The International Weightlifting Federation said some of the athletes had been named in a report which exposed state-backed doping in Russia
Russia's Olympic Games weightlifting team was banned from the Rio Games on Friday in the latest doping-related blow to the sporting powerhouse.
"The integrity of the weightlifting sport has been seriously damaged on multiple times and levels by the Russians, therefore an appropriate sanction was applied in order to preserve the status of the sport," said a statement by the International Weightlifting Federation (IWF).
There are now 117 Russian competitors banned from the Games - including 67 track and field athletes - from the 387 initially nominated by the Russian Olympic Committee.
The eight weightlifters originally selected were Oleg Chen, Adam Maligov, Ruslan Albegov, David Bedzhanyan and Artem Okulov in the men`s competition and Tatiana Kashirina, Tima Turieva and Anastasia Romanova in the women's.
Okulov is a world champion while at the London Games in 2012, Albegov claimed a bronze medal and Kashirina took home a silver.
Kashirina and Romanova both had their nominations withdrawn by the Russian Olympic Committee due to prior anti-doping rule violations, added the IWF statement.
Four others were listed in the bombshell McLaren report which exposed widespread state-sponsored doping in Russia.
In the aftermath of that report, the International Olympic Committee resisted huge pressure to impose a blanket ban on Russia from the Olympics which get underway on August 5.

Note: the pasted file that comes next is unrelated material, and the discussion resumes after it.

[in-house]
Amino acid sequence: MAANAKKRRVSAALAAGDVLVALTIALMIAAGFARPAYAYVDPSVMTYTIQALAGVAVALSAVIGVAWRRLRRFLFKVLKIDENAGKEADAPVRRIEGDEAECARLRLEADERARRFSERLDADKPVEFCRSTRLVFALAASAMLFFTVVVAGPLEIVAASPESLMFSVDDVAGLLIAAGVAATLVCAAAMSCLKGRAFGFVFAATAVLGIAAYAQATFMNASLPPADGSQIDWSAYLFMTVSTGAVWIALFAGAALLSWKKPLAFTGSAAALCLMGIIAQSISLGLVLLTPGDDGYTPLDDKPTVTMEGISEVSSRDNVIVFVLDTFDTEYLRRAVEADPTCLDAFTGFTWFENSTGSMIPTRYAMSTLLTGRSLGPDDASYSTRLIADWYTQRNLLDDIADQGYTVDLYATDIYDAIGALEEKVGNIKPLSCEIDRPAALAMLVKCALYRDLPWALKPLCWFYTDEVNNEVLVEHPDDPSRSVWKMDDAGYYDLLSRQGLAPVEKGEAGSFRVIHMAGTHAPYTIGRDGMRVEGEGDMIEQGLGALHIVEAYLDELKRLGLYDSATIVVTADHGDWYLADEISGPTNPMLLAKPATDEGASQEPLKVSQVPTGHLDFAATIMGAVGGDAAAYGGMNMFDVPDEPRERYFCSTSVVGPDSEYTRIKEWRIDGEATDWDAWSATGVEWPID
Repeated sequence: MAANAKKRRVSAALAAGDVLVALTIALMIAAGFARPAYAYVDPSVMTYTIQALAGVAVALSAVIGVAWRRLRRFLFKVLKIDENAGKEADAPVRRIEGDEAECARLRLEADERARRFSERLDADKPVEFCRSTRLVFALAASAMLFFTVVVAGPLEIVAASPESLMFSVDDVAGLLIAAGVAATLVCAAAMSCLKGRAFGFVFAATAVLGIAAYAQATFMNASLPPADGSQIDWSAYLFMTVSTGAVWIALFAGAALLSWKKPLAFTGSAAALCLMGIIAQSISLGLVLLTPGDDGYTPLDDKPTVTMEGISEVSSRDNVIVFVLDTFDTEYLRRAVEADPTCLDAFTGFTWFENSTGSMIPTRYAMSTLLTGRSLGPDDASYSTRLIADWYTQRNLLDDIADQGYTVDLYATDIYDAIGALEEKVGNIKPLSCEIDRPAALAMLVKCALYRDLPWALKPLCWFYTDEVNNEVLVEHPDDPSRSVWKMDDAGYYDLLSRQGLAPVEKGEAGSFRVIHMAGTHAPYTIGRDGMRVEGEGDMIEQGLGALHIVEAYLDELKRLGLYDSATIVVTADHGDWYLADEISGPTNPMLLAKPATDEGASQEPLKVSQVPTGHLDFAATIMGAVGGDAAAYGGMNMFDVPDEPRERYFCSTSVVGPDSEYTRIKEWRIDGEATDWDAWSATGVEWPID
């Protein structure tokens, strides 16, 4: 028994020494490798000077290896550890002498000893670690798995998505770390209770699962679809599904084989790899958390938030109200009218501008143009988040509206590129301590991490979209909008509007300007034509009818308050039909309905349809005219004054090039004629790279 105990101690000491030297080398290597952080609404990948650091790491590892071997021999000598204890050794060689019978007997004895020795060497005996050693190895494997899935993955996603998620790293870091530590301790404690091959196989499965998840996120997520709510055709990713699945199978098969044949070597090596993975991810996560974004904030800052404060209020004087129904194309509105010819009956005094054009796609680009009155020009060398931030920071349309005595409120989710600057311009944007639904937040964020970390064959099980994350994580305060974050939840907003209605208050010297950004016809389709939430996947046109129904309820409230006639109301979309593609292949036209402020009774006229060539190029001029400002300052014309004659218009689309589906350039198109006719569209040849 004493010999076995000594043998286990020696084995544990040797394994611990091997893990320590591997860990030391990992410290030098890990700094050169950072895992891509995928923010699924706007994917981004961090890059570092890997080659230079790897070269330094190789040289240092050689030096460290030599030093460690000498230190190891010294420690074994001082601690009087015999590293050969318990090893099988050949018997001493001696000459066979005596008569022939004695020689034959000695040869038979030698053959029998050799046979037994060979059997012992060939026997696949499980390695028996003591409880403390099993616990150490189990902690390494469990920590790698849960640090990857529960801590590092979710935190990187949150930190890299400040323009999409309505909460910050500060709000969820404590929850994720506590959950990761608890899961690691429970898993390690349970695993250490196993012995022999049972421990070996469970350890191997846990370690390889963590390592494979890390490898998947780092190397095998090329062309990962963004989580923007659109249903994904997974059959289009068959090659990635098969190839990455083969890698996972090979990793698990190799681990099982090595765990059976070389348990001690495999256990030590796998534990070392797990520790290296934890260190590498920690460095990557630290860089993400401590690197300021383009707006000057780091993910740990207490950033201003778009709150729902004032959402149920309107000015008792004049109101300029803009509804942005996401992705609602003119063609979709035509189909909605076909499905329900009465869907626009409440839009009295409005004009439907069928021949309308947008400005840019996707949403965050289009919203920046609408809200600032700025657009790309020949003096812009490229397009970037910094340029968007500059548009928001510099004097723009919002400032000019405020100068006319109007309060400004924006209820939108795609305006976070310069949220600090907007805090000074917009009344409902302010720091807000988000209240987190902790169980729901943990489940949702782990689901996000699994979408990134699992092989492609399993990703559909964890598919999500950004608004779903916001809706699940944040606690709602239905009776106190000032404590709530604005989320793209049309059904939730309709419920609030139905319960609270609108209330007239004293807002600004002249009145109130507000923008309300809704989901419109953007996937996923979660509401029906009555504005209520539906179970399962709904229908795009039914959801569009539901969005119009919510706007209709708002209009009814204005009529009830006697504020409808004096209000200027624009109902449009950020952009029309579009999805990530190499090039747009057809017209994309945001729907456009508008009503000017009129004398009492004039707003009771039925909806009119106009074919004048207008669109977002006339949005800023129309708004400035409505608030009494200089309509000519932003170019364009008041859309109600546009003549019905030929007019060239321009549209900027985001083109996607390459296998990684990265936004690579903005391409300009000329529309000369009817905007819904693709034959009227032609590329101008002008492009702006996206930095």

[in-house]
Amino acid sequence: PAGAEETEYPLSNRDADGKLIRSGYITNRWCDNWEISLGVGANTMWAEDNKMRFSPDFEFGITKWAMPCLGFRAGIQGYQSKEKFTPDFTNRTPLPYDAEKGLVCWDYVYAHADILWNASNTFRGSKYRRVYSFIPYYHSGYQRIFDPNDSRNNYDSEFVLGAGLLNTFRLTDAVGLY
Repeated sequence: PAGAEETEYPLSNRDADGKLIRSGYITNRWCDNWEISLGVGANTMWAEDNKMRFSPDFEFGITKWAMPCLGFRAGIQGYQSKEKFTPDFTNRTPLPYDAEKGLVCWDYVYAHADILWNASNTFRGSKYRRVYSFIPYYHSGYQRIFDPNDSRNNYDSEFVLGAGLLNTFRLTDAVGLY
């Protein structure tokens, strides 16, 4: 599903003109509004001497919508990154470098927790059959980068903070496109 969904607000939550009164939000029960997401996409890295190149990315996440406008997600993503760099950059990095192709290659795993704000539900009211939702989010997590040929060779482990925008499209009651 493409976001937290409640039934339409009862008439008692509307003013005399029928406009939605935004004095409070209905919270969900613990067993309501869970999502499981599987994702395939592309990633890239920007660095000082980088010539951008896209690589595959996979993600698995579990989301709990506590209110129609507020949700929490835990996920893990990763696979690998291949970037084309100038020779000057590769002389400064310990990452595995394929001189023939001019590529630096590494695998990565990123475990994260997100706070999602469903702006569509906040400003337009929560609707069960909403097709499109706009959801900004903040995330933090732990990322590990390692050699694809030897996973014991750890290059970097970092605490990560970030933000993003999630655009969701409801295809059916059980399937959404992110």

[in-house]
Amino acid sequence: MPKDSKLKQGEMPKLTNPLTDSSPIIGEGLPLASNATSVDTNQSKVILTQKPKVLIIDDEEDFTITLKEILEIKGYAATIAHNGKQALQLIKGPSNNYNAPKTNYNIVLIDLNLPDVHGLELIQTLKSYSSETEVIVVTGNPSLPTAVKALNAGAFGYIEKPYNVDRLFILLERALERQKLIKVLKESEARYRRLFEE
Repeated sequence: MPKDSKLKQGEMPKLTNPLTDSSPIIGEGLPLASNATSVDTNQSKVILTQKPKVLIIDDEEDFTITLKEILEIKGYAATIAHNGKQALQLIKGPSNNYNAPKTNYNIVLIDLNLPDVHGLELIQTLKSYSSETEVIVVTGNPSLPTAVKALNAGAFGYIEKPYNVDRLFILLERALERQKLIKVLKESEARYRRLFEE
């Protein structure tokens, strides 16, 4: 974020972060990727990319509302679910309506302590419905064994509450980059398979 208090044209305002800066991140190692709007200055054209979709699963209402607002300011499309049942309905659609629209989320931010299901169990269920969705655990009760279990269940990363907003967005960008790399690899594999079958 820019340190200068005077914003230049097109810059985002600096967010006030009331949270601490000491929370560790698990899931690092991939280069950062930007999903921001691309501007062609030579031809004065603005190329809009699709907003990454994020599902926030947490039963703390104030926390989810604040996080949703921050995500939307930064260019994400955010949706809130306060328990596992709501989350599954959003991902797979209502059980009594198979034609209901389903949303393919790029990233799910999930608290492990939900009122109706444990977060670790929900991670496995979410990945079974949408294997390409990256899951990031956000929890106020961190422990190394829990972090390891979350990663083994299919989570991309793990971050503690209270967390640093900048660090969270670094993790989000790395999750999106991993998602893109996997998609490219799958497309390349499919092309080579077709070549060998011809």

Instead, they asked individual federations to make the call on who should be cleared for the Games.
"Under these exceptional circumstances, Russian athletes in any of the 28 Olympic summer sports have to assume the consequences of what amounts to a collective responsibility in order to protect the credibility of the Olympic competitions, and the `presumption of innocence` cannot be applied to them," added the IWF.
"On the other hand, according to the rules of natural justice, individual justice, to which every human being is entitled, has to be applied. This means that each affected athlete must be given the opportunity to rebut the applicability of collective responsibility in his or her individual case."
The IWF in highlighting "the extremely shocking and disappointing statistics regarding the Russian weightlifters" added that seven dope tests being re-examined from the 2008 and 2012 Olympics have returned positive results.
The McLaren report found that the Moscow laboratory at the centre of Russia's state-sponsored doping programme hid 117 positive weightlifting tests over a four-year period -- a figure second only to track and field.